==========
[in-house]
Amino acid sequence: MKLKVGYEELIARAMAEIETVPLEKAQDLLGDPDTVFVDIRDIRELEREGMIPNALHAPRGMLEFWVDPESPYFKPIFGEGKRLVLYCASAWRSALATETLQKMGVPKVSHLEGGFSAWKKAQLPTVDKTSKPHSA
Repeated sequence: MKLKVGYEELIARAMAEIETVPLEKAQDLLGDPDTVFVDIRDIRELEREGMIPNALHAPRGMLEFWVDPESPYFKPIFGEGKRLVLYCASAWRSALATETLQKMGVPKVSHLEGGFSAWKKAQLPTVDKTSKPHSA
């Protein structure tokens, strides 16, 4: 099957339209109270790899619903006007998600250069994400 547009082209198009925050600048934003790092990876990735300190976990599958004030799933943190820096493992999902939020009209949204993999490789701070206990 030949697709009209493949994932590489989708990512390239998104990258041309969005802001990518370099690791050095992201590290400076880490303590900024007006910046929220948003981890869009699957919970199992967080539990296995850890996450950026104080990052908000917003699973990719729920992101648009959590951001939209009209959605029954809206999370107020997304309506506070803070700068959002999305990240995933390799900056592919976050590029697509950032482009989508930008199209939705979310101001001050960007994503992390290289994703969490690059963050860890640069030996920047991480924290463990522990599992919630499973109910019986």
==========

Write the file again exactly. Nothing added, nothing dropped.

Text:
[in-house]
Amino acid sequence: MKLKVGYEELIARAMAEIETVPLEKAQDLLGDPDTVFVDIRDIRELEREGMIPNALHAPRGMLEFWVDPESPYFKPIFGEGKRLVLYCASAWRSALATETLQKMGVPKVSHLEGGFSAWKKAQLPTVDKTSKPHSA
Repeated sequence: MKLKVGYEELIARAMAEIETVPLEKAQDLLGDPDTVFVDIRDIRELEREGMIPNALHAPRGMLEFWVDPESPYFKPIFGEGKRLVLYCASAWRSALATETLQKMGVPKVSHLEGGFSAWKKAQLPTVDKTSKPHSA
């Protein structure tokens, strides 16, 4: 099957339209109270790899619903006007998600250069994400 547009082209198009925050600048934003790092990876990735300190976990599958004030799933943190820096493992999902939020009209949204993999490789701070206990 030949697709009209493949994932590489989708990512390239998104990258041309969005802001990518370099690791050095992201590290400076880490303590900024007006910046929220948003981890869009699957919970199992967080539990296995850890996450950026104080990052908000917003699973990719729920992101648009959590951001939209009209959605029954809206999370107020997304309506506070803070700068959002999305990240995933390799900056592919976050590029697509950032482009989508930008199209939705979310101001001050960007994503992390290289994703969490690059963050860890640069030996920047991480924290463990522990599992919630499973109910019986």